The Swastika: The Earliest Known Symbol & its Migrations
Definitions, Description & Origin
Max Müller continues (1):
Quite another question is, why the sign of the Swastika should have had an auspicious meaning, and why in Sanskrit it should have been called Svastika. The similarity between the group of letters are in the ancient Indian alphabet and the sign of Svastika is not very striking, and seems purely accidental.
A remark of yours [Schliemann] (Troy, p.38) that the Svastika resembles a wheel in motion, the direction of the motion being indicated by the crampons, contains a useful hint, which has been confirmed by some important observations of Mr. Thomas, the distinguished Oriental numismatist, who has called attention to the fact that in the long list of the recognized devices of the twenty four Jaina Tirthankaras the sun is absent, but that while the eighth Tirhaukara has the sign of the half-moon, the seventh Tirthaukara is marked with the Svastika, i.e., the sun. Here, then, we have clear indications that the Svastika, with the hands pointing in the right direction, was originally a symbol of the sun, perhaps of the vernal sun as opposed to the autumnal sun, the Suarastika, and, therefore, a natural symbol of light, life, health, and wealth.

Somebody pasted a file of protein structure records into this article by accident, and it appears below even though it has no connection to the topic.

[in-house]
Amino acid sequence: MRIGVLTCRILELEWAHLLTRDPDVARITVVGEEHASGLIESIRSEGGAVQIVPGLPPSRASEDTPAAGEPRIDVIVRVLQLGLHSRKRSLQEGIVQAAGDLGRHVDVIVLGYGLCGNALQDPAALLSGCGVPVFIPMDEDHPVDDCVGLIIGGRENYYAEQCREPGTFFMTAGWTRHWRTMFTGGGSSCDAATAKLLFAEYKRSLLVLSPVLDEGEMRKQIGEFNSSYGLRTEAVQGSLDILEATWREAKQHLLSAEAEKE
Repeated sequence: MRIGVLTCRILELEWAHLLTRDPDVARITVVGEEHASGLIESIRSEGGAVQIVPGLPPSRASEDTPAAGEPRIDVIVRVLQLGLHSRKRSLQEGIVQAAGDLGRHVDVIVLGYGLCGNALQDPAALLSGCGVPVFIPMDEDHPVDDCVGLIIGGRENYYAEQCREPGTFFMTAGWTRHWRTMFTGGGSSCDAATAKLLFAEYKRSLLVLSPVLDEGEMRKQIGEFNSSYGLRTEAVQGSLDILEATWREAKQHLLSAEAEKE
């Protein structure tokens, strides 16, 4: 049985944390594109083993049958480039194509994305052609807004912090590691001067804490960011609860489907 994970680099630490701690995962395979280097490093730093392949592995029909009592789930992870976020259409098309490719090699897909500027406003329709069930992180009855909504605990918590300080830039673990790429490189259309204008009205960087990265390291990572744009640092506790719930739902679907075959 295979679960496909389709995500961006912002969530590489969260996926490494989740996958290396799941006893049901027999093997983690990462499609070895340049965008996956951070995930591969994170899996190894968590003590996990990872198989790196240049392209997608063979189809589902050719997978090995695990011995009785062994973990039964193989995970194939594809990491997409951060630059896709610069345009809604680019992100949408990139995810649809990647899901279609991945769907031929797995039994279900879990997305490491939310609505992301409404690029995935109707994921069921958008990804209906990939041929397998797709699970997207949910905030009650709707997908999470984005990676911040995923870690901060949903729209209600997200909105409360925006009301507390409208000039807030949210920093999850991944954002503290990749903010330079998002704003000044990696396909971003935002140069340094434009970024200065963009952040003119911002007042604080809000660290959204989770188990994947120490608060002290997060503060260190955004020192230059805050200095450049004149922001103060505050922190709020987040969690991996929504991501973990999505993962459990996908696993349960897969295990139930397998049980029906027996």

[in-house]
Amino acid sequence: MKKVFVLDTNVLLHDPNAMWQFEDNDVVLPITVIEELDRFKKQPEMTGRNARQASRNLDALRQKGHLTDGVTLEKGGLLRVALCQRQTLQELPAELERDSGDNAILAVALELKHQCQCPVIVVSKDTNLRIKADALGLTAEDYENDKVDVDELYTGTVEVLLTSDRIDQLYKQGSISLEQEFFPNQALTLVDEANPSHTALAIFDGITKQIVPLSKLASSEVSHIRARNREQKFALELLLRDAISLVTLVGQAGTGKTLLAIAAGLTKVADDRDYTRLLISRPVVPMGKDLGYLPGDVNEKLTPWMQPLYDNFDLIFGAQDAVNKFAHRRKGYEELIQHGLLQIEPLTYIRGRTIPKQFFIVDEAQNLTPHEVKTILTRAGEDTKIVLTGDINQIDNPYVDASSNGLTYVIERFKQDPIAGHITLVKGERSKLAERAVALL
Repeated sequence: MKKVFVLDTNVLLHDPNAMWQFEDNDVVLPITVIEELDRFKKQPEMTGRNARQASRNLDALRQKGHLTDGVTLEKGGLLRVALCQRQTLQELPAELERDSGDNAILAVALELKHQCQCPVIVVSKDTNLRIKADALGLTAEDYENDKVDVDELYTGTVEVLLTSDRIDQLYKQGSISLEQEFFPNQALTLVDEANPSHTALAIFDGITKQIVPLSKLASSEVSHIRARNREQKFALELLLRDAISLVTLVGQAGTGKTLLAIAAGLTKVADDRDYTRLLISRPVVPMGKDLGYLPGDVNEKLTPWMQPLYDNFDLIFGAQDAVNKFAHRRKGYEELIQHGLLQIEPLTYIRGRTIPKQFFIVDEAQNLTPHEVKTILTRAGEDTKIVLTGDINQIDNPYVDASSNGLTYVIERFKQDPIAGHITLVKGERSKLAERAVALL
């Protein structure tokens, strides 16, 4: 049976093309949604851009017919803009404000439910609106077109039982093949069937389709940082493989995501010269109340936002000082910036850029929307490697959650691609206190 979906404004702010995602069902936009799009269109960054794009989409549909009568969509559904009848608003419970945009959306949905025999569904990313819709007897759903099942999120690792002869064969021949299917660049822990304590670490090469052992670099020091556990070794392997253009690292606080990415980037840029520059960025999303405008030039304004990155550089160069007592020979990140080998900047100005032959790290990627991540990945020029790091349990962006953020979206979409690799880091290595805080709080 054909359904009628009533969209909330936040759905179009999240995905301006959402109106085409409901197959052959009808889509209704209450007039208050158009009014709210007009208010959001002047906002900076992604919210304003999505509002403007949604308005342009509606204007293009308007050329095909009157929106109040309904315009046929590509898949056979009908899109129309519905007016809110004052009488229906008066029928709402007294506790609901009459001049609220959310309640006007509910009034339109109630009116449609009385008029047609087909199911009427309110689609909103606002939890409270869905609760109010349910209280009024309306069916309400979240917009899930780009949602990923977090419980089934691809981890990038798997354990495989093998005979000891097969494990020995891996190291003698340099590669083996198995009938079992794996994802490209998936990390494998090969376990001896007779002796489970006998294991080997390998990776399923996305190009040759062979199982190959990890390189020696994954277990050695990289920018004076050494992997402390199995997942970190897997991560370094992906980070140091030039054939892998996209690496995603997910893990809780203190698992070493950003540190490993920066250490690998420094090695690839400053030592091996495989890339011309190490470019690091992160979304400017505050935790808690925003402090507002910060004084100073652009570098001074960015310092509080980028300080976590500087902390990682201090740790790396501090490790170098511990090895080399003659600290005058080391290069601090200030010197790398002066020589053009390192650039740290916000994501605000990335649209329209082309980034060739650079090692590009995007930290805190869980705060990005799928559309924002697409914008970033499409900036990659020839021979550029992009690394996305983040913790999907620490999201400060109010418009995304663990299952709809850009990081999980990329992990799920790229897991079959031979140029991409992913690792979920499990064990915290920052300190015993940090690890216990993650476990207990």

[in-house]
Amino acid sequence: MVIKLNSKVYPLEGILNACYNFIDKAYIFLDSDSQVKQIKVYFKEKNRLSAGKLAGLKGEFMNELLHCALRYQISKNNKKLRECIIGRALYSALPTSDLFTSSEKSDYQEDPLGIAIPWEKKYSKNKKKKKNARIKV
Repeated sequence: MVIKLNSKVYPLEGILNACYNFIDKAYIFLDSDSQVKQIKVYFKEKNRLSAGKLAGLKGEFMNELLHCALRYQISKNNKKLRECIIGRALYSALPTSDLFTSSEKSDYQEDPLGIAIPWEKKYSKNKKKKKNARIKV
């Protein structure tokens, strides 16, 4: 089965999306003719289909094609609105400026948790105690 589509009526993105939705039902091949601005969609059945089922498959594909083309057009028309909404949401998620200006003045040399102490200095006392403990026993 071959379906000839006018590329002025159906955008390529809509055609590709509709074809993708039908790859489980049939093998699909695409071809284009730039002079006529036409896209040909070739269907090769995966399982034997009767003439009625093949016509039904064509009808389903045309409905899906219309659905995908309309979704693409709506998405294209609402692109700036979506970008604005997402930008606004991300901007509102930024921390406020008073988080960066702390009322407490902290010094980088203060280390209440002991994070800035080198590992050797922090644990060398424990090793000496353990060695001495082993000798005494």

But, while from these indications we are justified in supposing that among the Aryan nations the Svastika may have been an old emblem of the sun, there are other indications to show that in other parts of the world the same or a similar emblem was used to indicate the earth. Mr. Beal * * * has shown * * * that the simple cross occurs as a sign for earth in certain ideographic groups. It was probably intended to indicate the four quarters- north, south, east, west-- or, it may be, more generally, extension in length and breadth.
That the cross is used as a sign for "four" in the Bactro-Pali inscriptions (Max Müller, "Chips from a German Workshop," Vol. II, p.298) is well known; but the fact that the same sign has the same power elsewhere, as, for instance, in the Hieratic numerals, does not prove by any means that the one figure was derived from the other. We forget too easily that what was possible in one place was possible also in other places; and the more we extend our researches, the more we shall learn that the chapter of accidents is larger than we imagine.
The "Suavastika"which Max Müller names and believes was applied to the Swastika sign, with the ends bent to the left (fig.10), seems not to be reported with that meaning by any other author except Burnouf. (2) Therefore the normal Swastika would seem to be that with the ends bent to the right. Burnouf says the word Suarastika may be a derivative or development of the Svastikaya, and ought to signify "he who, or, that which, bears or carries the Swastika or a species of Swastika." Greg, (3) under the title Sovastikaya, gives it as his opinion that there is no difference between it and the Swastika. Colonel Low (4) mentions the word Sawattheko, which, according to Burnouf (5) is only a variation of the Pali word Sotthika or Suvatthika, the Pali translation of the Sanskrit Swastika. Burnouf translates it as Svastikaya.
1. "Ilios," p. 348. [Back]
2. "Lotus de al Bonne Loi," App. viii, p.626, note 4. [Back]
3. Archueologia, p.36. [Back]
4. Transactions of the Royal Asiatic Society of Great Britain, iii,p.120. [Back]
5. "Lotus de la Bonue Loi," App. viii,p.625, note 2. [Back]